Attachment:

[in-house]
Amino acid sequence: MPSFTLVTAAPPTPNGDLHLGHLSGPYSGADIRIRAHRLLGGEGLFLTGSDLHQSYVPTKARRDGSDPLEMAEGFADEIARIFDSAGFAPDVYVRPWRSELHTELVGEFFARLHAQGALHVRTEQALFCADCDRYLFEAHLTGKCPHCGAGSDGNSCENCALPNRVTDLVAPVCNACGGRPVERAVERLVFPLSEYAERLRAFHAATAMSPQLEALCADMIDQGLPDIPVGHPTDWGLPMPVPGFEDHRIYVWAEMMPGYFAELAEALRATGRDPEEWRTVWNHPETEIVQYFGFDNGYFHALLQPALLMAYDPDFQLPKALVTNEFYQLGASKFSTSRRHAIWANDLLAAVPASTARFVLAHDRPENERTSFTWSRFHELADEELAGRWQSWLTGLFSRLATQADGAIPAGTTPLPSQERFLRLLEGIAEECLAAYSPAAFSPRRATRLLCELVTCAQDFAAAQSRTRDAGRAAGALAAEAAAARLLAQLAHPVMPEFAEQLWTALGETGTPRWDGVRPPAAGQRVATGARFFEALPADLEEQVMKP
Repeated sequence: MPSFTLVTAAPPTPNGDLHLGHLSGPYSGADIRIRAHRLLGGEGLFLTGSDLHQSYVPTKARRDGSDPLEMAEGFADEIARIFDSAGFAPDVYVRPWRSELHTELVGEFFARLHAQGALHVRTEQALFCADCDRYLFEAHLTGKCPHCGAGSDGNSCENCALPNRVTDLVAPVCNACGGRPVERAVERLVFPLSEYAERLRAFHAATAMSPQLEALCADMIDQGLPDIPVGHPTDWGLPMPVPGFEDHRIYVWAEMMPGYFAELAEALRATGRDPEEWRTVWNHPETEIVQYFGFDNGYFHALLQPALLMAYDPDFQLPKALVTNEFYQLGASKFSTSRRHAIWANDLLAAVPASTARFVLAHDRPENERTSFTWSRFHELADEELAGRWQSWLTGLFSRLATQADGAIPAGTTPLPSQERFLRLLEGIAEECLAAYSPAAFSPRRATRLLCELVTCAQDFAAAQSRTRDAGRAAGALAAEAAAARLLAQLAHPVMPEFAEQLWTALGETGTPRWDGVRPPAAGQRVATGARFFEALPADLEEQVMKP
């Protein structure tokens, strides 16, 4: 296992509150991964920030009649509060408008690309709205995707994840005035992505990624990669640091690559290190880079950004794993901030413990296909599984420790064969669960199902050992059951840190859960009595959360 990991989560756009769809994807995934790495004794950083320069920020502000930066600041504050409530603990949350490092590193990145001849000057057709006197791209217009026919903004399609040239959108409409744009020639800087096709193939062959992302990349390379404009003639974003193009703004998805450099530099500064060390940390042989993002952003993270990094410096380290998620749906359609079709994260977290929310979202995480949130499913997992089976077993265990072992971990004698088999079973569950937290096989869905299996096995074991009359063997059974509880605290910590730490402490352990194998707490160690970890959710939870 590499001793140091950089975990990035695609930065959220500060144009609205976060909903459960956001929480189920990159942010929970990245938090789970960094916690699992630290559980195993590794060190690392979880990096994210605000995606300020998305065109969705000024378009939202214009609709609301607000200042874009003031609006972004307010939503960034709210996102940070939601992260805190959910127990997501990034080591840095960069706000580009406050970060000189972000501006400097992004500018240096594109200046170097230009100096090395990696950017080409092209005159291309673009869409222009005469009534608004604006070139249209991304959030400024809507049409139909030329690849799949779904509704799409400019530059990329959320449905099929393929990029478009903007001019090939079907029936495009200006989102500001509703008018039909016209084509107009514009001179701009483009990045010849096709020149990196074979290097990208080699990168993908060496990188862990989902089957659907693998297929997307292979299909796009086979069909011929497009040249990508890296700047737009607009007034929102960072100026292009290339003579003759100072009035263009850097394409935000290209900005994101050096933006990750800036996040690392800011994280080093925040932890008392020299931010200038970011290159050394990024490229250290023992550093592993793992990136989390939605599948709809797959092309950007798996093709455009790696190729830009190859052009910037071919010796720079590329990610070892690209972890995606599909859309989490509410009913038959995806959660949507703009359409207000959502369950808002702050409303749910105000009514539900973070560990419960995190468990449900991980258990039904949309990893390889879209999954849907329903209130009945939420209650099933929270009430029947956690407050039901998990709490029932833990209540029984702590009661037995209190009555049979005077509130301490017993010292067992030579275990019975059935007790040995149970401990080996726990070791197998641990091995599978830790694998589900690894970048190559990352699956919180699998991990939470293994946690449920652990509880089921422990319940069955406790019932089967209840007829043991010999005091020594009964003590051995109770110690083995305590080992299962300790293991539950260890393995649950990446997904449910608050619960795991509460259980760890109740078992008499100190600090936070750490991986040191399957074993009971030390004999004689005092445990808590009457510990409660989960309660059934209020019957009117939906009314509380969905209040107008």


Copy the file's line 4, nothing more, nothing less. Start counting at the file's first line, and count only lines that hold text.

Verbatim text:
């Protein structure tokens, strides 16, 4: 296992509150991964920030009649509060408008690309709205995707994840005035992505990624990669640091690559290190880079950004794993901030413990296909599984420790064969669960199902050992059951840190859960009595959360 990991989560756009769809994807995934790495004794950083320069920020502000930066600041504050409530603990949350490092590193990145001849000057057709006197791209217009026919903004399609040239959108409409744009020639800087096709193939062959992302990349390379404009003639974003193009703004998805450099530099500064060390940390042989993002952003993270990094410096380290998620749906359609079709994260977290929310979202995480949130499913997992089976077993265990072992971990004698088999079973569950937290096989869905299996096995074991009359063997059974509880605290910590730490402490352990194998707490160690970890959710939870 590499001793140091950089975990990035695609930065959220500060144009609205976060909903459960956001929480189920990159942010929970990245938090789970960094916690699992630290559980195993590794060190690392979880990096994210605000995606300020998305065109969705000024378009939202214009609709609301607000200042874009003031609006972004307010939503960034709210996102940070939601992260805190959910127990997501990034080591840095960069706000580009406050970060000189972000501006400097992004500018240096594109200046170097230009100096090395990696950017080409092209005159291309673009869409222009005469009534608004604006070139249209991304959030400024809507049409139909030329690849799949779904509704799409400019530059990329959320449905099929393929990029478009903007001019090939079907029936495009200006989102500001509703008018039909016209084509107009514009001179701009483009990045010849096709020149990196074979290097990208080699990168993908060496990188862990989902089957659907693998297929997307292979299909796009086979069909011929497009040249990508890296700047737009607009007034929102960072100026292009290339003579003759100072009035263009850097394409935000290209900005994101050096933006990750800036996040690392800011994280080093925040932890008392020299931010200038970011290159050394990024490229250290023992550093592993793992990136989390939605599948709809797959092309950007798996093709455009790696190729830009190859052009910037071919010796720079590329990610070892690209972890995606599909859309989490509410009913038959995806959660949507703009359409207000959502369950808002702050409303749910105000009514539900973070560990419960995190468990449900991980258990039904949309990893390889879209999954849907329903209130009945939420209650099933929270009430029947956690407050039901998990709490029932833990209540029984702590009661037995209190009555049979005077509130301490017993010292067992030579275990019975059935007790040995149970401990080996726990070791197998641990091995599978830790694998589900690894970048190559990352699956919180699998991990939470293994946690449920652990509880089921422990319940069955406790019932089967209840007829043991010999005091020594009964003590051995109770110690083995305590080992299962300790293991539950260890393995649950990446997904449910608050619960795991509460259980760890109740078992008499100190600090936070750490991986040191399957074993009971030390004999004689005092445990808590009457510990409660989960309660059934209020019957009117939906009314509380969905209040107008």